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Appeals - Standard of Review (SOR) - Error of Fact

. RVR Concrete v. Windsor Wall Forming

In RVR Concrete v. Windsor Wall Forming (Div Court, 2022) the Divisional Court considered policy reasons for the deferential standard of review on fact-findings:
[29] In Kucyi v. Kucyi, as in other cases, our Court of Appeal provided an explanation of the rationale for why appellate courts ought to show deference to findings of fact made by the trial judge, as follows:
While counsel on an appeal rightly invite the court to carefully examine isolated parts of the evidence, it is the judge at first instance who saw and heard the whole of the narrative who is in the best position to make an assessment of whether an adjournment was sought. To paraphrase this court’s decision in Waxman v. Waxman, 2004 CanLII 39040 (ON CA), [2004] O.J. No. 1765 (Ont. C.A.) at paras. 291-92, strong deference to the factual findings of the trial judge best strikes the balance between the goal of achieving individual justice and the need to preserve the overall effective administration of justice. Merely because an appellate court might view the evidence differently from the trial judge and make different factual findings is not a basis for concluding that the appellate court’s findings will be more accurate and its result more consistent with the justice of the particular case than the result achieved at trial. Thus, appellate courts must defer to all findings of fact drawn by the judge at first instance unless the court is satisfied that the finding was the product of a “palpable and overriding” error. That deference equally applies to inferences from the evidence: See L. (H.) v. Canada (Attorney General), 2005 SCC 25 (CanLII), [2005] 1 S.C.R. 401 (S.C.C.).[12]
. R. v. Panchal

In R. v. Panchal (Ont CA, 2022) the Court of Appeal cited the principle that credibility findings are accorded high deference on appeal:
[22] In R. v. G.F., 2021 SCC 20, 459 D.L.R. (4th) 375, at paras. 81-82, the Supreme Court recently reiterated the long-standing principle that appellate courts ought to defer to trial judges on their credibility findings:
[81] … a trial judge’s findings of credibility deserve particular deference. While the law requires some articulation of the reasons for those findings, it also recognizes that in our system of justice the trial judge is the fact finder and has the benefit of the intangible impact of conducting the trial. Sometimes, credibility findings are made simpler by, for example, objective, independent evidence.…Mindful of the presumption of innocence and the Crown’s burden to prove guilt beyond a reasonable doubt, a trial judge strives to explain why a complainant is found to be credible, or why the accused is found not to be credible, or why the evidence does not raise a reasonable doubt.…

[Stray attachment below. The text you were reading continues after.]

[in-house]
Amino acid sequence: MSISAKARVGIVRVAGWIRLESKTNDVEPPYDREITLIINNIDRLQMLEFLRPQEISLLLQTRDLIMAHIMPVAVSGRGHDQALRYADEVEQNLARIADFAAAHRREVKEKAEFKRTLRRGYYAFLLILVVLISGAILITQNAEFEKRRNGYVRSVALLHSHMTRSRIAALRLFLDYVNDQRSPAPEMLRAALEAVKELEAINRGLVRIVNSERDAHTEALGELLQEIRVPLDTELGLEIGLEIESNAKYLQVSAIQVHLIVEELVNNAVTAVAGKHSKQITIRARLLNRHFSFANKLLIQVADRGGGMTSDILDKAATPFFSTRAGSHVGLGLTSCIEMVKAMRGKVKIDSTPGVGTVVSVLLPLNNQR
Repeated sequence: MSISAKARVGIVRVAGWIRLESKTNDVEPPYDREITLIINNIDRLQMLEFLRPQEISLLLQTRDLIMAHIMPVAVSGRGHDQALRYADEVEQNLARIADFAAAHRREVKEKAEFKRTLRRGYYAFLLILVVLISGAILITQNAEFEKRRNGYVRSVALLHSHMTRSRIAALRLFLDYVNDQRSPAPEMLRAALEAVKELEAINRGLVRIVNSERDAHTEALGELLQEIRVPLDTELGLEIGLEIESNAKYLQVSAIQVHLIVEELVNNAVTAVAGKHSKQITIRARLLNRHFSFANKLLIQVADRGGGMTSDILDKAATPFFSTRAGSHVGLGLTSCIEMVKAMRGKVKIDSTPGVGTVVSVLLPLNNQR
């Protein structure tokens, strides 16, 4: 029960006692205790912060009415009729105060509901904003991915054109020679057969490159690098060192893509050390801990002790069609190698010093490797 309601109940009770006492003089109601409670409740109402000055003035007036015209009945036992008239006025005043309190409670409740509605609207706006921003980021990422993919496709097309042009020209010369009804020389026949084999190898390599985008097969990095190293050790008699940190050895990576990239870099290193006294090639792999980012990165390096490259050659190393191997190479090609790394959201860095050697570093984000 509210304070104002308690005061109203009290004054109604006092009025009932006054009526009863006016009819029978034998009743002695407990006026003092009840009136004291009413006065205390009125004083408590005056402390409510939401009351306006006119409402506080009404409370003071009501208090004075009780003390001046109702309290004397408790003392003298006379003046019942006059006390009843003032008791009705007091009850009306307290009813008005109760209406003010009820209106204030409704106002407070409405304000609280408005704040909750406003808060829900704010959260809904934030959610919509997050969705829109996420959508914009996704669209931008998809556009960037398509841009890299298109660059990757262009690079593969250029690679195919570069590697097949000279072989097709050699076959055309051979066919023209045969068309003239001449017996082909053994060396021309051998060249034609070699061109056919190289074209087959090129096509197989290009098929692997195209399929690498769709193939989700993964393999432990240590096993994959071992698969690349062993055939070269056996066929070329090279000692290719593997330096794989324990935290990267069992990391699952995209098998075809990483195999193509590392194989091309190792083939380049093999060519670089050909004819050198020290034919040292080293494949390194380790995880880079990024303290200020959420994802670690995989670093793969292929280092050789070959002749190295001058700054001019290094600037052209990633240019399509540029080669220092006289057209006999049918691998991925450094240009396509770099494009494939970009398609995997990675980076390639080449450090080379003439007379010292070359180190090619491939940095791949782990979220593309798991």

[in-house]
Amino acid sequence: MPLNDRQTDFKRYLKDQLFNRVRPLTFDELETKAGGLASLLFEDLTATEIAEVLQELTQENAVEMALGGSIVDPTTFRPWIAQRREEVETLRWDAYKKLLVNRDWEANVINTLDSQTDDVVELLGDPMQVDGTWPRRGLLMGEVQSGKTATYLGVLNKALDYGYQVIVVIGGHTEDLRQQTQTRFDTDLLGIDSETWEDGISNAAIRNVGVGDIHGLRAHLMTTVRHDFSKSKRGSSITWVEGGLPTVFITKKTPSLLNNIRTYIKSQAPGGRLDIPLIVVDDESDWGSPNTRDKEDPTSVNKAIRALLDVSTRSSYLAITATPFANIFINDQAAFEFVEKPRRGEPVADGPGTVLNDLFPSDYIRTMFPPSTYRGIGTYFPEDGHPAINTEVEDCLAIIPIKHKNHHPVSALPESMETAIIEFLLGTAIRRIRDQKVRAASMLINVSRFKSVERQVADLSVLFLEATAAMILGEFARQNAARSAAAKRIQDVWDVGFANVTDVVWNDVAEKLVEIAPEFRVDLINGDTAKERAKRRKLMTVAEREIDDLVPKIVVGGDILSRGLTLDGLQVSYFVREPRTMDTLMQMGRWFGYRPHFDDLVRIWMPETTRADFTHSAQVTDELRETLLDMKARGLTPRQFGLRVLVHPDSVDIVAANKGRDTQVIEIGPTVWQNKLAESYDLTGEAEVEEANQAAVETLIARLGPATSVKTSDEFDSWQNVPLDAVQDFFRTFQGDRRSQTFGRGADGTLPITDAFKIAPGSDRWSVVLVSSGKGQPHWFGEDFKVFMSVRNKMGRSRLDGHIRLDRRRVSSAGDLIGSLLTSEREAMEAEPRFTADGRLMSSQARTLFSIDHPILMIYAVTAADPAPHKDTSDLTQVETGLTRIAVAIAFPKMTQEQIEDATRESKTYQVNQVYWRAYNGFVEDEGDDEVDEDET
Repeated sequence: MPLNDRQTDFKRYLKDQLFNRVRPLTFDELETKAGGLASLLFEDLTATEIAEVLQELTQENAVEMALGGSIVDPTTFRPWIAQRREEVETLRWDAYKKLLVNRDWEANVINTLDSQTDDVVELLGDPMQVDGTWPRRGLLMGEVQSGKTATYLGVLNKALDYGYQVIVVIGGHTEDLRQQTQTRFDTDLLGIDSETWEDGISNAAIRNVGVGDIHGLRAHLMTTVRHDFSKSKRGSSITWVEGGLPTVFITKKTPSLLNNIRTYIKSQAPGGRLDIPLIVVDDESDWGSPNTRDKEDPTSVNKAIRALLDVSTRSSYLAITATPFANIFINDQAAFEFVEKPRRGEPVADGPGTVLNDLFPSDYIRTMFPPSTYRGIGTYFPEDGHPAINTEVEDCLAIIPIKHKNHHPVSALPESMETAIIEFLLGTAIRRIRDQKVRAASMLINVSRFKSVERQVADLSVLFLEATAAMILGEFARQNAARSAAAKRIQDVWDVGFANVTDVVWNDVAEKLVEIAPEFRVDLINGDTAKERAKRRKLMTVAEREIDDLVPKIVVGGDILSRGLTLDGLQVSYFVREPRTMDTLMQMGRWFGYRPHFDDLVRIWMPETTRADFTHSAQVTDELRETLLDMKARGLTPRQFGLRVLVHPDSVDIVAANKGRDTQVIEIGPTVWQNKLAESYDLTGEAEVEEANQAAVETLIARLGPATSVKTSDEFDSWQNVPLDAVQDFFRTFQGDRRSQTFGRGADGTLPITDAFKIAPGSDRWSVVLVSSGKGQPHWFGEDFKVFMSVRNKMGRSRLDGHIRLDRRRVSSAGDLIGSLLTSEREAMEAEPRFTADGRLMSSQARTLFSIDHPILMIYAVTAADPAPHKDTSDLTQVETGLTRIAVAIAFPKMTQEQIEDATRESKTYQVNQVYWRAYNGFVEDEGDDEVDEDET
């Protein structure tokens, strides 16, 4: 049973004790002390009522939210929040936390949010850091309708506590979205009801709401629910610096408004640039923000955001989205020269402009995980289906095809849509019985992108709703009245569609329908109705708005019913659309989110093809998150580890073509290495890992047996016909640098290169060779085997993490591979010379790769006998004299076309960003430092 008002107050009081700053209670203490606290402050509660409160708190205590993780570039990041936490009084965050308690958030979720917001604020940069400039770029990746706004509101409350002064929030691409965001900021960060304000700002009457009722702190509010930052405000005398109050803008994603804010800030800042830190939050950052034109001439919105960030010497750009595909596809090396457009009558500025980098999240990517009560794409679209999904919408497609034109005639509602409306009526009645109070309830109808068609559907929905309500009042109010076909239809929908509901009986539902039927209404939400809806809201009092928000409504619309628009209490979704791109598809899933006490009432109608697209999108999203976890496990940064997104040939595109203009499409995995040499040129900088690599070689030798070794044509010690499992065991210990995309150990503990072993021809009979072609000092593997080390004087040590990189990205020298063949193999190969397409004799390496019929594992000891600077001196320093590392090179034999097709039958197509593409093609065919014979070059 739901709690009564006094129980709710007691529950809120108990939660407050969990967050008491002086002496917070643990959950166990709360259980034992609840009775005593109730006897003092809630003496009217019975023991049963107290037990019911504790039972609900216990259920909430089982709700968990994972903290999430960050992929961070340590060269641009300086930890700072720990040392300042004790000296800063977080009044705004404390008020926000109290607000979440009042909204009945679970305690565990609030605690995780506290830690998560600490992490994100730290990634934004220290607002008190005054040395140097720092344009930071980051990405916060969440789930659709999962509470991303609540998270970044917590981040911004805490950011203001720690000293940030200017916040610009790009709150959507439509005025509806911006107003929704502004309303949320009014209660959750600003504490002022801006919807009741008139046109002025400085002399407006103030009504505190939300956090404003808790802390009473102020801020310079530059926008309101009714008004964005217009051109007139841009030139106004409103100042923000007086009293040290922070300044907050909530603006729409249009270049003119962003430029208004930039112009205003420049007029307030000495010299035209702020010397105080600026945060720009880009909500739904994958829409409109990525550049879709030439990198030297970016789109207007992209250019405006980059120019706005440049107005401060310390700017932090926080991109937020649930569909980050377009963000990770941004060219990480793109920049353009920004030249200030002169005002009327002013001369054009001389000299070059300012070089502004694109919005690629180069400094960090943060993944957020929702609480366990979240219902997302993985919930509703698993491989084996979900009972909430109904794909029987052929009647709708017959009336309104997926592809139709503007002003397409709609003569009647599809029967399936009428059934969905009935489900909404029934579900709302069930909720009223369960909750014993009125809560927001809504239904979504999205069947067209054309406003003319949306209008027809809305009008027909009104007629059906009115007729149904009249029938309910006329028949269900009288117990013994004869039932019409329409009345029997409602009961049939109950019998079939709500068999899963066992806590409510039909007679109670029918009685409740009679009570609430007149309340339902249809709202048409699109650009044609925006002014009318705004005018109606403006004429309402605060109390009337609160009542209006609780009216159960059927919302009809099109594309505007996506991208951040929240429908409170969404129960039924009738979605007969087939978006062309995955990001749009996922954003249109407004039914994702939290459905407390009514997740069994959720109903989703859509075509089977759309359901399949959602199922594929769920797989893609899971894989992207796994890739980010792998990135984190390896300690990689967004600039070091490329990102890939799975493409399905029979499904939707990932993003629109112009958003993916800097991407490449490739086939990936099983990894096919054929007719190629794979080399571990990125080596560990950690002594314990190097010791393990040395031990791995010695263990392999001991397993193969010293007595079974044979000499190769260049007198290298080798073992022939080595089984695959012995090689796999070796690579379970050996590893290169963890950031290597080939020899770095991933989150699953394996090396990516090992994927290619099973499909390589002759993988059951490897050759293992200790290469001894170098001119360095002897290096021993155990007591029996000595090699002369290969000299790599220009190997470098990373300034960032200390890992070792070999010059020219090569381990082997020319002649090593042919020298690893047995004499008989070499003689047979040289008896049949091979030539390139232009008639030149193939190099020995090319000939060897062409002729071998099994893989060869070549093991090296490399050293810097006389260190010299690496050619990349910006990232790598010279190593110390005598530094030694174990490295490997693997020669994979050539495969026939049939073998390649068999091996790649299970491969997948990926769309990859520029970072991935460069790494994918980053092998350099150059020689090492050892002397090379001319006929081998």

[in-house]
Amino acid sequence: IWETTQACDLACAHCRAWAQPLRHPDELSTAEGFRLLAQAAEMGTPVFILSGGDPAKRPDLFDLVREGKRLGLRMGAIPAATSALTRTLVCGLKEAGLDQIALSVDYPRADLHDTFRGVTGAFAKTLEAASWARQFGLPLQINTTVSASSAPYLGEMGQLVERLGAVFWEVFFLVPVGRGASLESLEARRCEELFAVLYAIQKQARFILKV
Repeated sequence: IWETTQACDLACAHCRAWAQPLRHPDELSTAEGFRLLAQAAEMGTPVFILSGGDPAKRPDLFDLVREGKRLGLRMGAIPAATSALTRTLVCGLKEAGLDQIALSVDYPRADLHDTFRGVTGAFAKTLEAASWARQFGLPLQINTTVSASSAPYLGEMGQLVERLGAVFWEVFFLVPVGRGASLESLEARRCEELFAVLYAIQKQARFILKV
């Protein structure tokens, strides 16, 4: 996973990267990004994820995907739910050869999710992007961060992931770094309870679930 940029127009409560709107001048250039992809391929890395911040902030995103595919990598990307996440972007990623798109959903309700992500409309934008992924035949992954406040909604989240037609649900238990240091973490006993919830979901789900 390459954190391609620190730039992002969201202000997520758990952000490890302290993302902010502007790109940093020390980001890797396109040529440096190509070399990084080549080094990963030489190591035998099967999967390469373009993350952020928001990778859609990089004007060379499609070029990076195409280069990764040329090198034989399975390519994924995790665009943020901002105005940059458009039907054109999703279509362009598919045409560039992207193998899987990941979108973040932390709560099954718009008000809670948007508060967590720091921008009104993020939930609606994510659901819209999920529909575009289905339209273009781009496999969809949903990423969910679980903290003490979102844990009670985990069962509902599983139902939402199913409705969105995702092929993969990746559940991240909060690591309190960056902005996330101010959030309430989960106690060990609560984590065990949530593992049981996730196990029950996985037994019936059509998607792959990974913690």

[82] Credibility findings must also be assessed in light of the presumption of the correct application of the law, particularly regarding the relationship between reliability and credibility. The jurisprudence often stresses the distinction between reliability and credibility, equating reliability with the witness’ ability to observe, recall, and recount events accurately, and referring to credibility as the witness’ sincerity or honesty. However, under a functional and contextual reading of trial reasons, appellate courts should consider not whether the trial judge specifically used the words “credibility” and “reliability” but whether the trial judge turned their mind to the relevant factors that go to the believability of the evidence in the factual context of the case, including truthfulness and accuracy concerns.…[Citations omitted.]
. Karia Estate v. Karia

In Karia Estate v. Karia (Ont CA, 2022) the Court of Appeal considered the standard of review for fact error:
[23] “Making a factual conclusion, of any kind, is inextricably linked with assigning weight to evidence, and thus attracts a deferential standard of review” of palpable and overriding error: Housen v. Nikolaisen, 2002 SCC 33, [2002] 2 S.C.R. 235, at paras. 24-25. An “appellate court will not interfere with the trial judge's findings of fact unless it can plainly identify the imputed error, and that error is shown to have affected the result.”: L. (H.) v. Canada (Attorney General), 2005 SCC 25, [2005] 1 S.C.R. 401, at para. 55. ...
. Tokarz v. Selwyn (Township)

In Tokarz v. Selwyn (Township) (Ont CA, 2022) the Court of Appeal considered when an omission is material:
[46] An omission is a material error “if it gives rise to the reasoned belief that the trial judge must have forgotten, ignored or misconceived the evidence in a way that affected his conclusion”: Van de Perre v. Edwards, 2001 SCC 60, [2001] 2 S.C.R. 1014, at para. 15; Modern Cleaning Concept Inc. v. Comité paritaire de l’entretien d’édifices publics de la région de Québec, 2019 SCC 28, [2019] 2 SCR 406, at para. 70.


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